Chris Bradford Awarded LeadershipFPRA


OCALA, Fla. (Dec. 16, 2022) – Ocala’s Christopher Bradford has been selected for LeadershipFPRA, an intensive Florida Public Relations Association leadership program featuring seminar-style training classes from a faculty of some of the most accomplished professionals in the state. The program is designed to further strengthen public relations roles and the communities and industries where public relations practitioners live.

Launched in 2016, the yearlong program includes an orientation session, five seminars and a graduation ceremony. Class VII seminars cover topics including leading and managing; economic development and higher education; cross-functional business strategies; government, law and ethics; and leadership development. Selection to the class is competitive, and only 12 public relations professionals are accepted into each cohort. 

“Leadership is cultivated through relationships that have inspired greatness. In this program, we get a chance to see that effect globally in our community and how we can apply it in our own setting to mold our professional development. It’s truly an honor to be chosen for the class.” he said.

Bradford is no stranger to communications. He’s been in Ocala since 1989, originally from Syracuse, New York. Bradford was the public information officer or commander for the ambulance service at the hospital formerly known as Munroe Regional Medical Center. He was also an integral part of the ambulance service’s transition to a private-public partnership named EMSA and then to Marion County Fire Rescue in 2008. 

Since then, he has worked as a firefighter/paramedic in The Villages for 10 years and started his own business doing quality assurance for 911 agencies across the United States.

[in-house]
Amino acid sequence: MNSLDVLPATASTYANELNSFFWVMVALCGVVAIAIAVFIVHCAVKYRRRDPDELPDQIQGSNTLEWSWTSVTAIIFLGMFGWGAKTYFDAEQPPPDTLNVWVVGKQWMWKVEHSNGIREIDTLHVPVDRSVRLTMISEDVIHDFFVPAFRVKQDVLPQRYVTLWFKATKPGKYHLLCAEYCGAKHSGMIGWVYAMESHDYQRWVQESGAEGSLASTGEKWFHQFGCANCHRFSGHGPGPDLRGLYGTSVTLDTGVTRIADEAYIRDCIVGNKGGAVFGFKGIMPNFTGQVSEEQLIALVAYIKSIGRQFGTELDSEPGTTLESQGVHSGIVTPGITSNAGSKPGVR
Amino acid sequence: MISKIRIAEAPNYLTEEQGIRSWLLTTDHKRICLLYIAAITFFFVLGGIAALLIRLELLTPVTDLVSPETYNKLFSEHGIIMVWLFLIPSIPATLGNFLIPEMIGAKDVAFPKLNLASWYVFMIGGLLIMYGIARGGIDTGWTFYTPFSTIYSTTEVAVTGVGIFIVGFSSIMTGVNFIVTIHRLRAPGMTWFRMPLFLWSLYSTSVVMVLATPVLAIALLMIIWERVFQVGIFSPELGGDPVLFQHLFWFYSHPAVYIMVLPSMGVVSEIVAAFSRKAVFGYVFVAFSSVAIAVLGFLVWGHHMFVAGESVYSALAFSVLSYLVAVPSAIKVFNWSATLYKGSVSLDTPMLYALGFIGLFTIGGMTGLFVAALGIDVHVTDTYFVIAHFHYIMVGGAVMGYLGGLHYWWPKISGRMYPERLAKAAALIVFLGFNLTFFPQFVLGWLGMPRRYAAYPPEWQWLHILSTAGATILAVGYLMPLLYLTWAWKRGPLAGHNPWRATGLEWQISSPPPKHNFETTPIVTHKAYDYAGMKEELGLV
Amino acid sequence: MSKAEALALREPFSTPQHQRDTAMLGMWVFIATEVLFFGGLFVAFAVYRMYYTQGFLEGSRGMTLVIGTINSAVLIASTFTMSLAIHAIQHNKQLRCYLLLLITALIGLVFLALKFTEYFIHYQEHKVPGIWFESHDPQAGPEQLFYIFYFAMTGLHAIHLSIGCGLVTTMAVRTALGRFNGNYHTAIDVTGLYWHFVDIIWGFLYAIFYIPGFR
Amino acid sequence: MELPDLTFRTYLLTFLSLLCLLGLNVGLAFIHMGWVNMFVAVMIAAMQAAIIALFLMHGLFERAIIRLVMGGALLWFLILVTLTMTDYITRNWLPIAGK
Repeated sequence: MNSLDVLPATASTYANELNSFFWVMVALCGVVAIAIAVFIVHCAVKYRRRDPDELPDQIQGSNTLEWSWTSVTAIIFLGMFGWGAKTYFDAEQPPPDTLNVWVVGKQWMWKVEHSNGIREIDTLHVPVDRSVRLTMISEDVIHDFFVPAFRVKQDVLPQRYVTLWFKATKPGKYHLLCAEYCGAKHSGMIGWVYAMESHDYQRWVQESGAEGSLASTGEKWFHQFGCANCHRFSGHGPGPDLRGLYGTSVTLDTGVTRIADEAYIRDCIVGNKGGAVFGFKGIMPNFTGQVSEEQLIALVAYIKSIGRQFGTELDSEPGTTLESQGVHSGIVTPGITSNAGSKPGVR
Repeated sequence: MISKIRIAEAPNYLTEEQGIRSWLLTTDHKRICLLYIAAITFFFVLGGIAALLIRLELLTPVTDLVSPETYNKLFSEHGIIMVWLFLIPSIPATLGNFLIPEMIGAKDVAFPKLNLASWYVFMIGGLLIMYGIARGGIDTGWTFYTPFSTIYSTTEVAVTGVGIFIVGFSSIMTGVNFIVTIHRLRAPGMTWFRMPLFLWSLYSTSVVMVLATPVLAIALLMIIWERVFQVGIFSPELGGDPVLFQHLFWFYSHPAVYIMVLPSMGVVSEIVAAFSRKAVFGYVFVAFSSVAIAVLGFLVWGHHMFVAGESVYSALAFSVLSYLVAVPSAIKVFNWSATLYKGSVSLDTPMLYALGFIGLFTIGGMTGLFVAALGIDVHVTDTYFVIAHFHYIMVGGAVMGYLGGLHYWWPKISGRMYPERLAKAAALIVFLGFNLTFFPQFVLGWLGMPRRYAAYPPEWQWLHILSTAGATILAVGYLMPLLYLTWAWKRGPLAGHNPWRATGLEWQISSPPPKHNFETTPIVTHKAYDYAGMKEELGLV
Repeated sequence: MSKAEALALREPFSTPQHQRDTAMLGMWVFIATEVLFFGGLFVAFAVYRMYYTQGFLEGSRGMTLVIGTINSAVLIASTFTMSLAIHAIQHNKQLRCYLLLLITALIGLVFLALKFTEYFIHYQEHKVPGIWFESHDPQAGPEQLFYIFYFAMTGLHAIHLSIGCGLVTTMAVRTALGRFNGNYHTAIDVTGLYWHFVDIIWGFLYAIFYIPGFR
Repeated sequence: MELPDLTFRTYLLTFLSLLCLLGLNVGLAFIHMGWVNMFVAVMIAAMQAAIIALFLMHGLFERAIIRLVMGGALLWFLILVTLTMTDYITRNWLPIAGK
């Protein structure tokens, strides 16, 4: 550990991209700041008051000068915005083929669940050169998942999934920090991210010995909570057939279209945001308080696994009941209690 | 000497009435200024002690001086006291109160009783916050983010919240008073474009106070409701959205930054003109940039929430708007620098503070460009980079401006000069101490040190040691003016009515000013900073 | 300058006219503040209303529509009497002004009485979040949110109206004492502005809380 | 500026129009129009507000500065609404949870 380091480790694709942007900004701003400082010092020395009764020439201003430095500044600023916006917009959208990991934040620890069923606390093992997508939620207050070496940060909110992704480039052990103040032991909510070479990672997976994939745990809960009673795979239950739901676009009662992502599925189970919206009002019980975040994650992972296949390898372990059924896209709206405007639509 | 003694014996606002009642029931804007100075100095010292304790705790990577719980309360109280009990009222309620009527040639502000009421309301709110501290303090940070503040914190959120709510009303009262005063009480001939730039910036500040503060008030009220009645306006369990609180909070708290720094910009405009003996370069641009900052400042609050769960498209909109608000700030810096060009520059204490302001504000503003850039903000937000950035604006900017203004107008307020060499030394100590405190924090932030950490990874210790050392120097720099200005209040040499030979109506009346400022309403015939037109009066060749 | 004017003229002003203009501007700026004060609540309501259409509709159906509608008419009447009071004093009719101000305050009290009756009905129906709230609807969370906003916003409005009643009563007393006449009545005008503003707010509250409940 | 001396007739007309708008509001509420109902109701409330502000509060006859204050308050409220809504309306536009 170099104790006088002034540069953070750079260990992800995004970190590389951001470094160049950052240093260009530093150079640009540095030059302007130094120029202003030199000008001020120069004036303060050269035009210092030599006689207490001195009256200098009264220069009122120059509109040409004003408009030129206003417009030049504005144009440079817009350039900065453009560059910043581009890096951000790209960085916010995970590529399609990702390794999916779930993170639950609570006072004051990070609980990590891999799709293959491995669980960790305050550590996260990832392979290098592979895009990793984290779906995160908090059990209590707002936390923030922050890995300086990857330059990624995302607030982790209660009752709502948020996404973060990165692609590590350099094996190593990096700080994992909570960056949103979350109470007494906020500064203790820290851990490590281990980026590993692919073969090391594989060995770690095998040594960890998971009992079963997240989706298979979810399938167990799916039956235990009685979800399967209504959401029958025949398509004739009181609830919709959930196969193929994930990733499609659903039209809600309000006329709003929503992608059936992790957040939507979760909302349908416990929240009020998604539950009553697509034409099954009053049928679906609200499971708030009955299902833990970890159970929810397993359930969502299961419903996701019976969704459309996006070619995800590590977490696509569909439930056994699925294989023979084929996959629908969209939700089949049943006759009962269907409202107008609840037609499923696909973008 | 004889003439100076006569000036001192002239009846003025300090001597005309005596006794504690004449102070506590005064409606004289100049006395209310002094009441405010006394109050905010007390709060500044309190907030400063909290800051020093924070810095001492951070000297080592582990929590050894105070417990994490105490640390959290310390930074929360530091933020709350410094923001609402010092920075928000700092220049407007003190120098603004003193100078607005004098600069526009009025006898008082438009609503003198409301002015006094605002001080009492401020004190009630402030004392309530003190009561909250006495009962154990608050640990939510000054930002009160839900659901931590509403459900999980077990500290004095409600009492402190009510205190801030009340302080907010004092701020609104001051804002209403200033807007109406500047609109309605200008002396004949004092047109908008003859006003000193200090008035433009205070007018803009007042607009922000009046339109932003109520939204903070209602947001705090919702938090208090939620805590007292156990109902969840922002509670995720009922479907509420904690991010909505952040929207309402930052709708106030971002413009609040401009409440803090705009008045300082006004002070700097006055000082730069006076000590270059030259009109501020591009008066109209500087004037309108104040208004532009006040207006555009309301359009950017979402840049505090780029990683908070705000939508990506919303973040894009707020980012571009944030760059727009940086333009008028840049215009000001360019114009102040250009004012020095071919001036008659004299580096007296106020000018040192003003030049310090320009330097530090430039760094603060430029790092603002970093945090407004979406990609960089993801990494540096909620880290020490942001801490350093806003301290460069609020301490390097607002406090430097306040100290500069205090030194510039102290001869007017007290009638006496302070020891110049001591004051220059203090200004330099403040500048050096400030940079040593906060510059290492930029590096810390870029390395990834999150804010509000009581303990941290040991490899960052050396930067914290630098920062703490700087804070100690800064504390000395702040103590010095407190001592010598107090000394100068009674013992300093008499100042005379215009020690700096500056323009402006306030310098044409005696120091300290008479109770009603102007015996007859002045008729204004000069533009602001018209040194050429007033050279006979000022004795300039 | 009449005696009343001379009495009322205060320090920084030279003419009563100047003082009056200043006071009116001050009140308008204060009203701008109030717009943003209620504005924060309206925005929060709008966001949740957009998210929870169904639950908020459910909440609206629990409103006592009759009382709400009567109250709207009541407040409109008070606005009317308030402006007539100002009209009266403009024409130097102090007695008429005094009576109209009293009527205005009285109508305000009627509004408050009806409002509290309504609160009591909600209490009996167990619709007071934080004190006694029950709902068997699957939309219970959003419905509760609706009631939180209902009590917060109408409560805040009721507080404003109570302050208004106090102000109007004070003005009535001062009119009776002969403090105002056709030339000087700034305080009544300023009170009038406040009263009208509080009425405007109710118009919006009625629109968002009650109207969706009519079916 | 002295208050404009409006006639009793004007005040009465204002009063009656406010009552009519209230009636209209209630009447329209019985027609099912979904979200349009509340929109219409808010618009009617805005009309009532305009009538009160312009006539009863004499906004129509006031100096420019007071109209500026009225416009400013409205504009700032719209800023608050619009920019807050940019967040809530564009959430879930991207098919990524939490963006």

In 2010, Priority Dispatch acquired his business, and the company has kept him busy ever since. He travels internationally to countries such as Brazil, Saudi Arabia, the Netherlands, and the Caribbean Islands to help public safety agencies (EMS, fire, and police) implement dispatch protocols, advocates community relations programs, and promotes unsung heroes – 911 dispatchers – for the lifesaving measures they do worldwide.

Chris is also a member of the College of Fellows for the International Academies of Emergency Dispatch which oversees the development of the dispatch protocols. 

Lt. Col. John W. Dillin, APR, CPRC, established FPRA in 1938. It is the oldest organization of public relations professionals in the world with more than 1,200 members from 15 professional chapters and 13 student chapters across the state.

FPRA members come from many backgrounds, including private and public corporations, government entities, nonprofit organizations and consulting firms. Members share a common goal of enhancing the public relations profession in Florida through ethical and standardized practices.

The FPRA Ocala Chapter was established in 1980 and provides professional development, networking and professional recognition opportunities for its members.

For more information, visit




Congratulations to Beverly Brown, APR

Please join us in congratulating our newest APR, Beverly Brown, APR! Beverly serves as the Director of Career & Student Services for Taylor College and is a dedicated member currently serving as our Chapter Treasurer. We are incredibly proud to recognize Beverly as she joins a select group of PR practitioners who have earned this credential. Congratulations, Beverly!



Ocala, Lake County & Volusia Chapters Mid-Florida Image Awards

Ocala, Lake County & Volusia Chapters Mid-Florida Image Awards
Save the date: April 19, 2023 at 5:30 p.m.
Entry Deadline: February 27 by 11:59 p.m.
Zoom Workshop Launch: January 27, Noon to 1 p.m. & February 8, Noon to 1 p.m.